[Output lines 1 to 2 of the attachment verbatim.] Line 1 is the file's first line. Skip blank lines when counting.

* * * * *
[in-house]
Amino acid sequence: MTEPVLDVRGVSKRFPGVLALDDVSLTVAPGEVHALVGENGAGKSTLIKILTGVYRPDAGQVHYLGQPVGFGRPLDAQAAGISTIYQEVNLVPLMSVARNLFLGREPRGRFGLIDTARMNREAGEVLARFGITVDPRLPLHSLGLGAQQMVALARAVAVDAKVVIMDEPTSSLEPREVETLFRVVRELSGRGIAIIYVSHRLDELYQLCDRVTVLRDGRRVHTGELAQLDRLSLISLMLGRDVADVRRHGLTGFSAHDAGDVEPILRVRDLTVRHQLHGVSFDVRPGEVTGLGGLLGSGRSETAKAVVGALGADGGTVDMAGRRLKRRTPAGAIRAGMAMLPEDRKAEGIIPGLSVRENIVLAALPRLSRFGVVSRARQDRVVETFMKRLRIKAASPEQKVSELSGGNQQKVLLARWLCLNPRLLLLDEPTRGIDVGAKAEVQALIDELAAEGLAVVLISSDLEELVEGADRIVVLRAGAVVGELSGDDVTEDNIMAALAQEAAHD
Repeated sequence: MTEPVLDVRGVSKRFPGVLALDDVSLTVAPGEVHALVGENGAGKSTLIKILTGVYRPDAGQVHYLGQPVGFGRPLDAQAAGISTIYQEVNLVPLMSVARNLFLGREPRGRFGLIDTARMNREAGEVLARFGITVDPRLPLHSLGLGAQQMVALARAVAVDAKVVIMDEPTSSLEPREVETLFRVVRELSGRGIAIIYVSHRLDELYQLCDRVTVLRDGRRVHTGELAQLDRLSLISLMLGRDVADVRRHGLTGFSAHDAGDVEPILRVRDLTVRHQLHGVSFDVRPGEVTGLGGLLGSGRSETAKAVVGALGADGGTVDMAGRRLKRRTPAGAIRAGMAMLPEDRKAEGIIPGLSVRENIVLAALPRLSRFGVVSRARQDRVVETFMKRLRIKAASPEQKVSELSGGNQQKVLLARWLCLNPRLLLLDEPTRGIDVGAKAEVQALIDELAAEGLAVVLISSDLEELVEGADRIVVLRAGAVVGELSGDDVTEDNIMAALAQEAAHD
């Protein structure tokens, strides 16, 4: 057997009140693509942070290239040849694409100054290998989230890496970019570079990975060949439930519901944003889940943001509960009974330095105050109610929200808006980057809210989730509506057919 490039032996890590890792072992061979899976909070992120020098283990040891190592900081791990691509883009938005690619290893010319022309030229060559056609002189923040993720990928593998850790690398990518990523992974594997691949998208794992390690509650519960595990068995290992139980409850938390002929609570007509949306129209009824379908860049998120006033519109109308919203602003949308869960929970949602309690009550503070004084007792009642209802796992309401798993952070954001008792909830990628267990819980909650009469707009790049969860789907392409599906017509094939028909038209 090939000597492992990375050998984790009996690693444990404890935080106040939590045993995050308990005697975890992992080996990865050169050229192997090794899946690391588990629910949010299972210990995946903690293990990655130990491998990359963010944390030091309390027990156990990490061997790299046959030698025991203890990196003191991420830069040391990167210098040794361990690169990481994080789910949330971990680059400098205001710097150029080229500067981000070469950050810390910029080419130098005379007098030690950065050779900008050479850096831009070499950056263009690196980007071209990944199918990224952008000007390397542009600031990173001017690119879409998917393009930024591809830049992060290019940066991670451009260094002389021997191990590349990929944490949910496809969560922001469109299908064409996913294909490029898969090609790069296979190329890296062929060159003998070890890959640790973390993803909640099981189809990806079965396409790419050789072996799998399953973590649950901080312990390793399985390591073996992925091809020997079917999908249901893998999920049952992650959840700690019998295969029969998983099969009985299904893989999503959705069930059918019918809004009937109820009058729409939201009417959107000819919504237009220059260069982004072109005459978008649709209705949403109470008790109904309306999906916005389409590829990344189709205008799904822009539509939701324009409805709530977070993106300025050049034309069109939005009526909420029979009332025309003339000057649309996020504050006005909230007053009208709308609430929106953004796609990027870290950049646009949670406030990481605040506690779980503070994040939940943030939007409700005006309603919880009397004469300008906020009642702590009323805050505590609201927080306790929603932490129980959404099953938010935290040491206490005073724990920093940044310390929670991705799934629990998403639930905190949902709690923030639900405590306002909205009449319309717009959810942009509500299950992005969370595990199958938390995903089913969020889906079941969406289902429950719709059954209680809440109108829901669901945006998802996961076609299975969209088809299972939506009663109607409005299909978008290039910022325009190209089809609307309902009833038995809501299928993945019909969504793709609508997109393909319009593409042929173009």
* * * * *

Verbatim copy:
[in-house]
Amino acid sequence: MTEPVLDVRGVSKRFPGVLALDDVSLTVAPGEVHALVGENGAGKSTLIKILTGVYRPDAGQVHYLGQPVGFGRPLDAQAAGISTIYQEVNLVPLMSVARNLFLGREPRGRFGLIDTARMNREAGEVLARFGITVDPRLPLHSLGLGAQQMVALARAVAVDAKVVIMDEPTSSLEPREVETLFRVVRELSGRGIAIIYVSHRLDELYQLCDRVTVLRDGRRVHTGELAQLDRLSLISLMLGRDVADVRRHGLTGFSAHDAGDVEPILRVRDLTVRHQLHGVSFDVRPGEVTGLGGLLGSGRSETAKAVVGALGADGGTVDMAGRRLKRRTPAGAIRAGMAMLPEDRKAEGIIPGLSVRENIVLAALPRLSRFGVVSRARQDRVVETFMKRLRIKAASPEQKVSELSGGNQQKVLLARWLCLNPRLLLLDEPTRGIDVGAKAEVQALIDELAAEGLAVVLISSDLEELVEGADRIVVLRAGAVVGELSGDDVTEDNIMAALAQEAAHD